Shuja Mahdi, the operations department manager in the CFA said the authority does not have much of a presence on the Red Sea, Aden Gulf or Arabian Sea.
“We only have 13 patrols to monitor regional waters. This makes us mostly ineffective,” Mahdi said.
Two months ago, the Yemeni government formed two committees—parliamentary and ministerial—to look into the issue. The committees were formed after the Foreign Affairs Minister Dr. Abu Bakr Al-Qurbi went to Eritrea to discuss Yemeni-Eritrean ties.
Deputy Minister of Fisheries Abdulla Basanbl told the Yemen Times he is waiting to hear from the Eritreans to receive the two recently formed committees.
“The commander of the Eritrean marine forces is unwell, the diplomatic mission is awaiting his return,” he said.
“If the Eritrean government does not respond, we will deal with Eritrean fishermen the way they deal with ours,” Basanbl said.
Families have threatened to block the main road from Sana’a to Hodeida if more is not done.
The Foreign Affairs Ministry said the health conditions of detained Yemeni fishermen in Eritrean prisons was “good,” according to Abdulla Al-Faqeh, the head of the African Department at the ministry.
The Yemeni acting ambassador to Ertirea visited Yemenis at the prisons. The ambassador told the Yemen Times that the prisoners were in good health and that he did not see any evidence of torture.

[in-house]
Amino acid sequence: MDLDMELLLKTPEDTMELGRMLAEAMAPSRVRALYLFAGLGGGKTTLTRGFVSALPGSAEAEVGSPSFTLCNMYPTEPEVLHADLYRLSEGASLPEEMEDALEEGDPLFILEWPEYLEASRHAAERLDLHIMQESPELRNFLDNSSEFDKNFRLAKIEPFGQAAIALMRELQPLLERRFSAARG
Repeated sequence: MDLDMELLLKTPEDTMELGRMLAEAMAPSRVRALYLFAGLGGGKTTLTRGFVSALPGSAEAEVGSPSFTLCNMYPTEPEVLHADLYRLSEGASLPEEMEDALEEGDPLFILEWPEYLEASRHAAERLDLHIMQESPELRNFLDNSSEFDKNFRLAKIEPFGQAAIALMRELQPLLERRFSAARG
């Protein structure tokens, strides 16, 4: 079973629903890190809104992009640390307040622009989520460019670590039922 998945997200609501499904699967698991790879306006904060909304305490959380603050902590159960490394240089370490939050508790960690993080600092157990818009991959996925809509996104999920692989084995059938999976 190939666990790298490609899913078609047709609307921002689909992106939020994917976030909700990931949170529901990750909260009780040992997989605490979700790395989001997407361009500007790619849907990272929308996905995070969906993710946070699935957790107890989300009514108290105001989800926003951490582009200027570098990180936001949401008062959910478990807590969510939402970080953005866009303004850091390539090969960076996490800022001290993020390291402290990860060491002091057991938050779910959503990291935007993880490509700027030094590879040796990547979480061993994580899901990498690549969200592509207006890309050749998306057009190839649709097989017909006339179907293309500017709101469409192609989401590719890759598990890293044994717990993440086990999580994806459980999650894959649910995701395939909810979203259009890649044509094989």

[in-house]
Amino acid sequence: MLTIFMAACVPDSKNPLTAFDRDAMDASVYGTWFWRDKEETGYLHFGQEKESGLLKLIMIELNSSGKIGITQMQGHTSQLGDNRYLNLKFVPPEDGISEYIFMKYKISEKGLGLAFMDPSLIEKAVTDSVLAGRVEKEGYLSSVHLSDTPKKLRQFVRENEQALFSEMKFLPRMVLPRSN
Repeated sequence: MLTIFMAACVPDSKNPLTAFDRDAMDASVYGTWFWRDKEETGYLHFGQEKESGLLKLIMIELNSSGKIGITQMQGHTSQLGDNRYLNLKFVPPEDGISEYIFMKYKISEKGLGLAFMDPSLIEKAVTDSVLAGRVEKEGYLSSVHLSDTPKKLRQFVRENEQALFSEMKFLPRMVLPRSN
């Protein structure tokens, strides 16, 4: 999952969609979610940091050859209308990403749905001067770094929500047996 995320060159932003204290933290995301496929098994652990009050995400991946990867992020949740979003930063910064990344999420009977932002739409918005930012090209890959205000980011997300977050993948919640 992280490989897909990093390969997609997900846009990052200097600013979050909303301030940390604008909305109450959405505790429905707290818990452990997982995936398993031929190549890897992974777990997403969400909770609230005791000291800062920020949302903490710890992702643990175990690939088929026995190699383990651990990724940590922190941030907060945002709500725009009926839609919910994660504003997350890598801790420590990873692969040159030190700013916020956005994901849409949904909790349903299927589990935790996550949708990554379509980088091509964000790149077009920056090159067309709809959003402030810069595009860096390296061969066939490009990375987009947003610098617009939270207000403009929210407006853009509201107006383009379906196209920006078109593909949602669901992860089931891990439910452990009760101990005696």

“We totally deny that there has been any torture in the prisons,” said Mohammed Hamd, the Eritrean acting ambassador to Yemen. “These were simply rumors circulated in the press.”
“There will be a joint ministerial committee with representatives of the two countries that will work to develop bilateral relations between the countries by the end of this year,” Hamd said.
Three weeks ago, 70 families of detained fishermen traveled to Sana’a to protest in front of President Abdu Rabu Mansour Hadi’s home, calling for the release of their relatives. According to the union, Prime Minister Mohammed Basindwa promised their relatives would soon be released, and investigations to look into the alleged deaths of five fishermen who were detained in Eritrean prisons.
Mohammed Al-Hassani was recently released from prison, but says his brother is still detained in Eritrea and has been there for a year.
He says conditions at the prison were poor. “We were like servants in Eritrea. We carried stones, dug holes and cleaned bathrooms,” he said. “It was not a prison, it was a sheep pen. There was no ceiling to protect us against the sun or the cold. We slept on thorns.”
Despite all Al-Hassani has been through, he says he will rent a boat and return to the sea to make a living. His boat remains in Eritrea. The relatives of the detained fishermen say they will escalate their protests if the government does not take action to release their relatives.
Al-Hassani says he will continue to fish and continue to protest until his brother is released.
“I hated returning home because I knew my nephew would ask me about his father,” he said.